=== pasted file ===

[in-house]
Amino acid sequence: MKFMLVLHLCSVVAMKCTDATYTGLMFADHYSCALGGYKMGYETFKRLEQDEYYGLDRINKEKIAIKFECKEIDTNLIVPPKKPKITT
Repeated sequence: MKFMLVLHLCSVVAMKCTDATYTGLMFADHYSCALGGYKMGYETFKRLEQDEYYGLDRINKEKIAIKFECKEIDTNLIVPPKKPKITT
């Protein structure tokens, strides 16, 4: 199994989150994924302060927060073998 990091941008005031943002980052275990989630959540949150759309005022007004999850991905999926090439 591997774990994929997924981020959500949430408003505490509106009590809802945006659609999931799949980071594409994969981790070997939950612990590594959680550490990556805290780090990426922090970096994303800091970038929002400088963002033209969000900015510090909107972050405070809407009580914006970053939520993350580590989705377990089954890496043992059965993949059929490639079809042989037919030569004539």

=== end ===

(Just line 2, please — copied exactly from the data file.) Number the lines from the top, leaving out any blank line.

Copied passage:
Amino acid sequence: MKFMLVLHLCSVVAMKCTDATYTGLMFADHYSCALGGYKMGYETFKRLEQDEYYGLDRINKEKIAIKFECKEIDTNLIVPPKKPKITT